Jay Cook and Tanya Van Cuylenborg were murdered after travelling to Washington state in 1987. The Snohomish County Sheriffs Department will hold a press conference Wednesday to discuss new evidence in the murders of the Victoria couple. (Photo submitted)

DNA sketch aims to crack 30-year-old murder case of B.C. students

Washington State sheriffs department to release composite sketch of suspect made using DNA from the crime scene

Thirty years ago, two high school sweethearts who had recently graduated from Oak Bay High, hopped on the Coho ferry to Port Angeles.

They never came home.

The couple — 18-year-old Tanya van Cuylenborg and 20-year-old Jay Cook — were reported missing on Nov.20, 1987. Their bodies were found a few days later – van Cuylenborg’s on a rural road in Skagit County, sexually assaulted and shot in the back of the head, Cook’s further south in Snohomish County, beaten and strangled.

Thus began a 30-year hunt for answers, a journey that will hopefully find some form of closure soon with tomorrow’s release of a composite sketch of the suspect made using DNA from the crime scene.

The Snohomish County Sheriffs Department will release the sketch during a press conference that will be livestreamed on their Facebook page starting at 11 a.m..

“I have to credit the investigators with continuing to move the case forward,” Tanya’s brother John van Cuylenborg told the Oak Bay News today. “I am hopeful. I think it represents a fairly significant move forward in the investigation. It’s not the resolution of it though. That’s for sure.”

Even after 30 years, the pain of the loss is so acute that it is difficult for John van Cuylenborg to share stories about his sister. It is a reminder that while a police investigation may move forward, the world is not the same without Tanya and Jay.

Tanya van Cuylenborg graduated from Oak Bay High in June of 1987, just five months before she was killed. The Oak Bay High yearbook shines light on her personality. She played on the senior girls basketball team, was nicknamed “sweetie”, and was known for her sarcasm and “many different laughs”. Her dream after graduating was to move away from Victoria and become a photographer.

Tanya, a resident of Saanich, met Jay, an Oak Bay resident, when they both started attending Oak Bay High. They became high school sweethearts whose love for life and each other was evident to their classmates.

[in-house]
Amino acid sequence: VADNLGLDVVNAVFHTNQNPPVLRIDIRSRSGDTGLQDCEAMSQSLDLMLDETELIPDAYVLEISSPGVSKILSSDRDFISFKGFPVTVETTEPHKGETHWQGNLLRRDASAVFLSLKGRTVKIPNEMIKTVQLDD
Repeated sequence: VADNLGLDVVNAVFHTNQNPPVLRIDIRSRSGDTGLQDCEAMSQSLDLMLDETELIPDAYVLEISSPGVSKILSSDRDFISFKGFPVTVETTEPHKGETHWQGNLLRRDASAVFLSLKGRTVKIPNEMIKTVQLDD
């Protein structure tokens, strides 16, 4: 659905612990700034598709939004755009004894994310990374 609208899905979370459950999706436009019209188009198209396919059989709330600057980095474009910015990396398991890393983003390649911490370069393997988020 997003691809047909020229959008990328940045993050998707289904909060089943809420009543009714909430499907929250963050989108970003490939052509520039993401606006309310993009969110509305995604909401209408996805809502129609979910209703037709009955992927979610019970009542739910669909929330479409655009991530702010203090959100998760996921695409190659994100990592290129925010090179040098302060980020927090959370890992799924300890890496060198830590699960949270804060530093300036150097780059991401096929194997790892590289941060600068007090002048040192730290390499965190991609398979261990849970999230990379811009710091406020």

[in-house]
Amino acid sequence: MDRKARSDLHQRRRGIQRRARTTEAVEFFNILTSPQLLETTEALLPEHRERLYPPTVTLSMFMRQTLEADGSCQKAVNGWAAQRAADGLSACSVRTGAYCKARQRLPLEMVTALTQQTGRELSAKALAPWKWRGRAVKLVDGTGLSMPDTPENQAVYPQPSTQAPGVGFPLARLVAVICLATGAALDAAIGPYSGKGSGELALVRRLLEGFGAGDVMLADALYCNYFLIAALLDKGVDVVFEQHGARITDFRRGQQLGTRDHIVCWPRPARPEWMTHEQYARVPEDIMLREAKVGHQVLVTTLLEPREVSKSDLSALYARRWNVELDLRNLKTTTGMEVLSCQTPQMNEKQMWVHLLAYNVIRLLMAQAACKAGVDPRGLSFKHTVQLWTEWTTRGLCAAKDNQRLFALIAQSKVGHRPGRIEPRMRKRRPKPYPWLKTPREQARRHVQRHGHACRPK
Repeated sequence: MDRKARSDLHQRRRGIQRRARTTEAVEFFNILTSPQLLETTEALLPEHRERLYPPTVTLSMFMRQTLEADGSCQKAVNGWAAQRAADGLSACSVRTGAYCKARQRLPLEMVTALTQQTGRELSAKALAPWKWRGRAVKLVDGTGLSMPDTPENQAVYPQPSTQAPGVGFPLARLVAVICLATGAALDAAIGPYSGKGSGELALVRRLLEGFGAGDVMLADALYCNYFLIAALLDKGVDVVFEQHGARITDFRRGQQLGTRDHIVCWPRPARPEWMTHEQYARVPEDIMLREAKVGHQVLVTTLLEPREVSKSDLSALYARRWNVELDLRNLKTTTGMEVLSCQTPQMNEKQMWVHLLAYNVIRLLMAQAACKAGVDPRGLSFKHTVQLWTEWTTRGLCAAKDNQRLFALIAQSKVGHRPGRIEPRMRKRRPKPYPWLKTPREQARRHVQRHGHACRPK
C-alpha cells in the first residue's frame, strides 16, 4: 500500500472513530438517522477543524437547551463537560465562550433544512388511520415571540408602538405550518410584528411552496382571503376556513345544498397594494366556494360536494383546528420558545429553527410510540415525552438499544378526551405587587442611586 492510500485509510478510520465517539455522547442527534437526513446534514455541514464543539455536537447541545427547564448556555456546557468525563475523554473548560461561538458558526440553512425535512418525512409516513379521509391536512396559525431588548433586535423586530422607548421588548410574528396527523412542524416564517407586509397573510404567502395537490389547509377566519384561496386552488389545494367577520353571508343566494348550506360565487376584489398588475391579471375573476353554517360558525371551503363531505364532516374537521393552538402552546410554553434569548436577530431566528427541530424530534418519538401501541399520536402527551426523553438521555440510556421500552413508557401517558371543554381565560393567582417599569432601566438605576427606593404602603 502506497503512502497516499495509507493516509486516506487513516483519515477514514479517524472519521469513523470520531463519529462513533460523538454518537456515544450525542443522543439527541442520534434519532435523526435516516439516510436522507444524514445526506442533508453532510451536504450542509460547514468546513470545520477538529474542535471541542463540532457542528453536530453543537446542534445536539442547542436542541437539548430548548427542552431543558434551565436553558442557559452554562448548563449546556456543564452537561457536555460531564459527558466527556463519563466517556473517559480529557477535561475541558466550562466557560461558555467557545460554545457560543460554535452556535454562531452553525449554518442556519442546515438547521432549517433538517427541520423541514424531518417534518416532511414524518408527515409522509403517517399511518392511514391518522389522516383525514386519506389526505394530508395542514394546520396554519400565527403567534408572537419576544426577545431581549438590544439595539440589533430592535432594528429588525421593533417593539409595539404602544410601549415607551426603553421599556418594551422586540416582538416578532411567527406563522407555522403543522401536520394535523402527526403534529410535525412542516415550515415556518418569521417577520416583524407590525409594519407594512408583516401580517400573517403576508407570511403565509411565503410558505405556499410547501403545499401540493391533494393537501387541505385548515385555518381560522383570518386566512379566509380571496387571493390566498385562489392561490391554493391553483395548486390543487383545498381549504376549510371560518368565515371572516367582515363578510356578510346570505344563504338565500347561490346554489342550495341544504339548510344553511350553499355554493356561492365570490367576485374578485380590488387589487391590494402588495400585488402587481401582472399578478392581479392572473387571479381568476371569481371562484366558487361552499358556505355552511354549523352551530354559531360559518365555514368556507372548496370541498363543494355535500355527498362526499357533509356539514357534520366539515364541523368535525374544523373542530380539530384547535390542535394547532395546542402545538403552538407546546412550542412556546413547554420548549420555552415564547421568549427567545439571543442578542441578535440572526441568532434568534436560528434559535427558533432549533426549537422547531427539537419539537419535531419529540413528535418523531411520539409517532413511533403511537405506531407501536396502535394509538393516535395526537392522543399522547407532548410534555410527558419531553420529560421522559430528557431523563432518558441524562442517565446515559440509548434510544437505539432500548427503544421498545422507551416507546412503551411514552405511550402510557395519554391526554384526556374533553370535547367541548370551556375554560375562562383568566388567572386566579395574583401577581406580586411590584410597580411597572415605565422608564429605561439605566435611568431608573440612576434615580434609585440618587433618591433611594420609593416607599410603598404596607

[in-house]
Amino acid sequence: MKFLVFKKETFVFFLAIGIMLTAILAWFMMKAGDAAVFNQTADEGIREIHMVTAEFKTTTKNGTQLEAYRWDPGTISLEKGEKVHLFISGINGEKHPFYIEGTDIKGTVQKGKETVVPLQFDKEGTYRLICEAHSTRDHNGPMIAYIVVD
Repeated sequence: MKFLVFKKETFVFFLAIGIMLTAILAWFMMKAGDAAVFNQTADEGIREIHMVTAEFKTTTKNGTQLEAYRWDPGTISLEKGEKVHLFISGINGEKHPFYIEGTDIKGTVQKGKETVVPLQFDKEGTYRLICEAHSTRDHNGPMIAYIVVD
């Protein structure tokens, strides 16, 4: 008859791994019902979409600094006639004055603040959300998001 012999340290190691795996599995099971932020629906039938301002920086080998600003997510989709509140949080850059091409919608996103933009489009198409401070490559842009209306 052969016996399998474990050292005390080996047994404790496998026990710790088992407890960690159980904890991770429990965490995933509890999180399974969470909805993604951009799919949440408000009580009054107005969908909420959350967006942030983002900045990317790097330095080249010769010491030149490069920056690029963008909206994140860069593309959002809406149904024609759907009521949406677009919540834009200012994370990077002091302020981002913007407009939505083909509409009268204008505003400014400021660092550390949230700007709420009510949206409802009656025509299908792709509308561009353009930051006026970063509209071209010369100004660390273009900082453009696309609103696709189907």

“There is nothing so touching as two young people in love. Tanya and Jay had so much ahead of them, so much to live for. Their love of life shone radiantly in her smile, in his eyes,” reads a tribute to the couple in the 1988 Oak Bay High yearbook.

RELATED: Police hope new tools will help solve 30-year-old murder

On November 18, 1987, the couple borrowed a van from Jay’s father to go on a trip to Seattle. They left Victoria on the Coho ferry bound for Port Angeles, then headed east to Bremerton to catch another ferry to Seattle.

“Detectives believe they may have taken a wrong turn, heading south instead of east,” said Shari Ireton, director of communications for Snohomish County Sheriffs Department.

That wrong turn took them on a longer route through Hoodsport, WA, where they stopped at Hoodsport Grocery, and Allyn, WA, where they visited Ben’s Deli. The deli visit was at 9:29 p.m. on Nov.18, and it is the last place the couple was seen alive.

When the van was eventually found next to the Bellingham Greyhound bus station, a ticket for the Bremerton-Seattle ferry was found inside. Detectives have not been able to confirm whether the couple got on the ferry.

The Snohomish County Sheriffs Department has been investigating ever since.

“There have been a number of suspects over the years that have been investigated and ruled out through one means or another,” said John van Cuylenborg.

But there have been no true breaks in the case. The Snohomish County Sheriffs Department hopes new technology will change that.